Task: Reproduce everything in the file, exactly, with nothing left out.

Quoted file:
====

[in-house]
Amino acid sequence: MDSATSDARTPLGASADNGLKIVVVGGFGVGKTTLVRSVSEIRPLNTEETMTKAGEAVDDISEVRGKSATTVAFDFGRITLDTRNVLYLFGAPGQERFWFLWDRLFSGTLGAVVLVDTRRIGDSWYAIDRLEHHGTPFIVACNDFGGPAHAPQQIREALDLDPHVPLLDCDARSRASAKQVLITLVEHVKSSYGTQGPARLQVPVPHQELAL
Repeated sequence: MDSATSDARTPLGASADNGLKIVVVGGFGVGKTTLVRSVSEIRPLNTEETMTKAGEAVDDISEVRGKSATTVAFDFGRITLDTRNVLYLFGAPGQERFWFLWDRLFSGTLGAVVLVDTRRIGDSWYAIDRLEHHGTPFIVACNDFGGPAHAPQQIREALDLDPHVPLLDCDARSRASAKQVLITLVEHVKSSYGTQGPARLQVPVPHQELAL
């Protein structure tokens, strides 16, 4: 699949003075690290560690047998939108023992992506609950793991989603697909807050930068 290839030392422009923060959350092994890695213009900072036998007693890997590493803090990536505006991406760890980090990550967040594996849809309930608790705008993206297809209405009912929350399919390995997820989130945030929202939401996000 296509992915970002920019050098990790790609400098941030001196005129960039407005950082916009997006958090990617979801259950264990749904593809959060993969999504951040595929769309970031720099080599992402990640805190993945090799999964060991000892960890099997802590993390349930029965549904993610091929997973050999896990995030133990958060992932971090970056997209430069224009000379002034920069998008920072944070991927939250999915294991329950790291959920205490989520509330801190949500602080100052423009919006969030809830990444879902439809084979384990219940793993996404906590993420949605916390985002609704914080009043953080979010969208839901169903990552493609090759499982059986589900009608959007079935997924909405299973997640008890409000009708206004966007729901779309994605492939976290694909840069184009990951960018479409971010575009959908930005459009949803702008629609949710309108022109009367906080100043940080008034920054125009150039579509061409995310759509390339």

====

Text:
[in-house]
Amino acid sequence: MDSATSDARTPLGASADNGLKIVVVGGFGVGKTTLVRSVSEIRPLNTEETMTKAGEAVDDISEVRGKSATTVAFDFGRITLDTRNVLYLFGAPGQERFWFLWDRLFSGTLGAVVLVDTRRIGDSWYAIDRLEHHGTPFIVACNDFGGPAHAPQQIREALDLDPHVPLLDCDARSRASAKQVLITLVEHVKSSYGTQGPARLQVPVPHQELAL
Repeated sequence: MDSATSDARTPLGASADNGLKIVVVGGFGVGKTTLVRSVSEIRPLNTEETMTKAGEAVDDISEVRGKSATTVAFDFGRITLDTRNVLYLFGAPGQERFWFLWDRLFSGTLGAVVLVDTRRIGDSWYAIDRLEHHGTPFIVACNDFGGPAHAPQQIREALDLDPHVPLLDCDARSRASAKQVLITLVEHVKSSYGTQGPARLQVPVPHQELAL
């Protein structure tokens, strides 16, 4: 699949003075690290560690047998939108023992992506609950793991989603697909807050930068 290839030392422009923060959350092994890695213009900072036998007693890997590493803090990536505006991406760890980090990550967040594996849809309930608790705008993206297809209405009912929350399919390995997820989130945030929202939401996000 296509992915970002920019050098990790790609400098941030001196005129960039407005950082916009997006958090990617979801259950264990749904593809959060993969999504951040595929769309970031720099080599992402990640805190993945090799999964060991000892960890099997802590993390349930029965549904993610091929997973050999896990995030133990958060992932971090970056997209430069224009000379002034920069998008920072944070991927939250999915294991329950790291959920205490989520509330801190949500602080100052423009919006969030809830990444879902439809084979384990219940793993996404906590993420949605916390985002609704914080009043953080979010969208839901169903990552493609090759499982059986589900009608959007079935997924909405299973997640008890409000009708206004966007729901779309994605492939976290694909840069184009990951960018479409971010575009959908930005459009949803702008629609949710309108022109009367906080100043940080008034920054125009150039579509061409995310759509390339």